The Good life
The ups and downs of growing truffles
It’s an underground treasure whose production is unpredictable, but a gastronomic delight that chefs will pay $3500 per kilogram to thinly shave over a dish. But is it in Sheryn’s orchard? Or is it a dastardly trick of the sheep?
Truffles are not just chocolate balls rolled in cocoa. The ones that stir up a lot more excitement thanks to their amazing price per kilogram are an edible mushroom that grows on the roots of trees.
The correct term is ectomycorrhizal fungi and there are many different types throughout the world, growing on many different types of trees. Most of them are north of the equator and they are best eaten fresh.
It wasn’t long before someone decided it would be a good idea to learn how to grow them in New Zealand, and supply the northern hemisphere in its off-season.
Of all the truffles, the Périgord is considered the elite. This black truffle originates from the Périgord region of France and looks like a lump of dirt. It is getting harder and harder to find these tasty lumps in Europe, in part due to deforestation, and scientists began investigating ways to cultivate them.
By the 1980s, NZ scientists had their first trees ready for planting and New Zealand harvested their first few small truffles near Gisborne in 1993. A new industry was born.
But 24 years later the truffle industry in New Zealand is still precarious. Production is uncertain, stories of failure and financial loss are more common than pots of gold, and marketing is disjointed and ad hoc.
Although I am assured most truffle farmers in NZ are serious growers doing it for the financial return, the reality is it is a long-term, high-risk investment. That is exactly what makes it fun, a big challenge, and what makes growing infected trees so interesting.
Since the Périgord black truffle is grown on oak and hazel trees, and oak and hazel trees would look very nice beside my driveway, I figured they would be worth the $73.75 per tree investment and I could have a bit of fun along the edge of my entranceway.
The first task was to adjust the ph of the soil, which was then testing at around 6.4. The ideal for truffles is 7.9 which meant it required the application of lime. Lots of lime.
The ph scale is logarithmic. Times ph 6.0 by 10 to get ph 7.0 and by 100 (10 x 10) to get ph 8.0. To adjust the ph from 6.4 to 7.9 requires tonnes of lime applied at intervals and hoed in over a number of years.
Being the patient, scientific and precise person I am (not), we borrowed a mate’s digger and loaded my father-in-law’s truck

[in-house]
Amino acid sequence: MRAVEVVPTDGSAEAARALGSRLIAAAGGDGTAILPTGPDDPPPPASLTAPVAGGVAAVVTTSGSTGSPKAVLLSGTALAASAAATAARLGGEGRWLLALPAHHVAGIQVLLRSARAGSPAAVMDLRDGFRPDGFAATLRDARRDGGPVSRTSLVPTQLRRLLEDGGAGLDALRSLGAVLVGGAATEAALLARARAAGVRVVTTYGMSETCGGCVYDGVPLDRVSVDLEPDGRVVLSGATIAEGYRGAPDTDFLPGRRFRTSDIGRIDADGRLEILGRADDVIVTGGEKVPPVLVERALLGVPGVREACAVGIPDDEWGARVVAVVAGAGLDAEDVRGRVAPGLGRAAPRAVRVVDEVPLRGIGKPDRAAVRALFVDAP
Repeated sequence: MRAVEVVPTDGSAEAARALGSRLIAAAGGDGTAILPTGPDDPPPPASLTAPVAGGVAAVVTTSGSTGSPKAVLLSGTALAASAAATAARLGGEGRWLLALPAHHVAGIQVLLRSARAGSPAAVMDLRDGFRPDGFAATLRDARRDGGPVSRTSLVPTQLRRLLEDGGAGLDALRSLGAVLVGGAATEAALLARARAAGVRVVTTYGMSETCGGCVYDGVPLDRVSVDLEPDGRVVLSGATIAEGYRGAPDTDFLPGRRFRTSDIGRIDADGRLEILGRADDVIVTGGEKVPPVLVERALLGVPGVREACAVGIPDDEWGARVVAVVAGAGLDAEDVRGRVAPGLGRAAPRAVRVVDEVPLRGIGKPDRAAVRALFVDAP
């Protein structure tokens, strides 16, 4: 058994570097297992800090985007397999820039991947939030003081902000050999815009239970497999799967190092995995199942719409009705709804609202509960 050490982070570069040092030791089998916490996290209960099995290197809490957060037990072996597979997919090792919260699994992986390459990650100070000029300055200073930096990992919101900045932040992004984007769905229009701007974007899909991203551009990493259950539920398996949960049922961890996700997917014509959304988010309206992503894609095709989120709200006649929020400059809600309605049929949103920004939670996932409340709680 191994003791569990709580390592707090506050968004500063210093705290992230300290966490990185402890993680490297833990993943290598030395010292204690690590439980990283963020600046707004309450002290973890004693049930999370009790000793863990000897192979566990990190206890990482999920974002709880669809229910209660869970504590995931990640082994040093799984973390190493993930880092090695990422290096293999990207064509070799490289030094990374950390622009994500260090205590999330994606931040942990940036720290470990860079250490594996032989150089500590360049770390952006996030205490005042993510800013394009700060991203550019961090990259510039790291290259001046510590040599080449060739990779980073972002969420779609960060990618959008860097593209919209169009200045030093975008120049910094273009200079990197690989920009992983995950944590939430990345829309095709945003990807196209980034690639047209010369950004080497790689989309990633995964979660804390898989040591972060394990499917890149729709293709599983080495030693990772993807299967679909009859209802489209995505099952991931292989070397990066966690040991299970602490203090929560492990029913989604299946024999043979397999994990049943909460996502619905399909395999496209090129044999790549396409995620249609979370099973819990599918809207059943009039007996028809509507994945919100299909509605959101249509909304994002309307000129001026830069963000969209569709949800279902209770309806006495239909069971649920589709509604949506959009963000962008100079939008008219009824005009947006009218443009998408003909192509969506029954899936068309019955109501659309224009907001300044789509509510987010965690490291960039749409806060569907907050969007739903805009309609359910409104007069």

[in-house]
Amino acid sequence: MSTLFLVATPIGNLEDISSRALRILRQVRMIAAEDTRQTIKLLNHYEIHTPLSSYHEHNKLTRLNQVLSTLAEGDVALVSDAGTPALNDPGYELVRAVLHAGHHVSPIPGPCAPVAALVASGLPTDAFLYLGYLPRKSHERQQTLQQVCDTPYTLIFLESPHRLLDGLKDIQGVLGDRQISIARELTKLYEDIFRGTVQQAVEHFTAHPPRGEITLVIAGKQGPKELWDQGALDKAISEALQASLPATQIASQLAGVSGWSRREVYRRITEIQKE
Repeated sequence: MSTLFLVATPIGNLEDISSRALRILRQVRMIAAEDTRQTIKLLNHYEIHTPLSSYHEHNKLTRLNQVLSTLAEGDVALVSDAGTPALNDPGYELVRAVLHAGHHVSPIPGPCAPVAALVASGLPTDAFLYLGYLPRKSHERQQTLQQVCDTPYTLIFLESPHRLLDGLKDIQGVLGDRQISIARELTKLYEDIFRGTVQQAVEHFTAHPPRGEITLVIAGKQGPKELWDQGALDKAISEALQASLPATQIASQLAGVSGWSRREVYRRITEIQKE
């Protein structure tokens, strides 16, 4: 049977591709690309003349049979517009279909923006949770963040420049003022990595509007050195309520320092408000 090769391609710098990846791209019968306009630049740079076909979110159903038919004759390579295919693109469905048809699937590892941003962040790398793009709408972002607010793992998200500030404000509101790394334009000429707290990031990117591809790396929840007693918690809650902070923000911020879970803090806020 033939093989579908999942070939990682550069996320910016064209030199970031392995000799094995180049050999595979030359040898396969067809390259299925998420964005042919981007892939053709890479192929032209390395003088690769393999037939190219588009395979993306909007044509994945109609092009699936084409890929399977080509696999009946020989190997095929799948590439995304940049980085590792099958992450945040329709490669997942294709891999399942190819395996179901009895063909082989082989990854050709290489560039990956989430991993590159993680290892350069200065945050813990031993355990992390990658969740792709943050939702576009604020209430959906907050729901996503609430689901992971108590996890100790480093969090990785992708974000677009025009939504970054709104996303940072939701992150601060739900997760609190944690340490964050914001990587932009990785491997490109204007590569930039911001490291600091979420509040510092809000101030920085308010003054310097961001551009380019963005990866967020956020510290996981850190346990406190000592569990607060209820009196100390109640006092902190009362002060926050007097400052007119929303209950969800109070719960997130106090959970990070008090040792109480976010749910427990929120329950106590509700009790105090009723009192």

But 24 years after it began, truffle production in NZ is still uncertain
with waste fine lime from the local mill. By the time we’d returned the digger keys and had a few beers it was dark so we decided to unload the truck the next morning. By morning we had a truckload of concrete. At full hoist, with a bit of jigging, small chunks of lime slid off at the speed of the Fox Glacier.
By the time we shovelled, pushed and pulled, we were very over lime. Instead of it being spread evenly over the soon-to-be truffière and hoed in, it was dumped in a pile with the rain left to wash it wherever.
Then the trees finally turned up. While we were busy building our house. They got planted, fenced and left to grow.
In those days (2008) I could only source common oaks and seedling hazels inoculated with the Périgord or Burgundy truffle fungus. Today you have the choice of Périgord or Bianchetto, the white Italian truffle on commercial hazelnut varieties, common oaks, holm oaks, Turkey oaks, pine nuts or radiata pine.
Several years later I idly wondered if the truffle spores could still be viable. Nobody could or would give me a straight answer. They may or may not. I called a consultant and sent soil samples away to a laboratory. My bank balance suffered considerably and in return I got a glossy folder telling me to spend more money.
I opted to buy a fireplace for the house instead and now I can’t find the folder. Maybe I used it as kindling.
Time passed and the trees grew into bigger trees. The oak held onto its leaves all winter, looking rather dead and bedraggled most of the time instead of giving us a show of autumn glory. The hazels shed piddley little nuts barely worth cracking. They gave some shade and shelter to the sheep, but mostly languished, largely forgotten and happily growing as trees do.
A few years later I was researching an article on truffles for the Treecropper magazine and talked with staff at Plant and Food Research with French-sounding names. They said my truffière could quite possibly be producing. I explained about the lack of care (and money). They said other trees from my batch were producing on other plantations – mine could well be too. I explained how I didn’t hoe or spray the ground, just grazed the sheep under them. They explained that the mychorizzal fungi are pretty hardy. I explained about the dumping of lime.
They told me TO GO AND LOOK. I went and looked.
When truffles are growing they outcompete and kill off grass, forming a bare brûlé (really terre brûlé or ‘burned ground’) around the roots of the tree. You can imagine my excitement to see there was a bare patch around the tree planted in the middle of what had been the lime dump. An interesting side note: seven years later, I could still visibly see the layer of lime in the soil when I dug a test hole.
Pessimistic, party-spoiling husband pointed out the bare patch was where the sheep like to sleep. Even the Plant and Food people insinuated (politely) that my brûlé was pathetic.
However, this is the Waikato. We do grow good grass here and the lack of it indicated something was afoot, or rather underfoot.
The problem is the black truffle looks like a black lump of dirt so finding them is as much of an art as growing them. Luckily pigs, particularly sows, have a keen sense of smell and a fondness for truffles as (apparently) the truffle aroma is near-identical to a pheromone produced by boars pre-mating.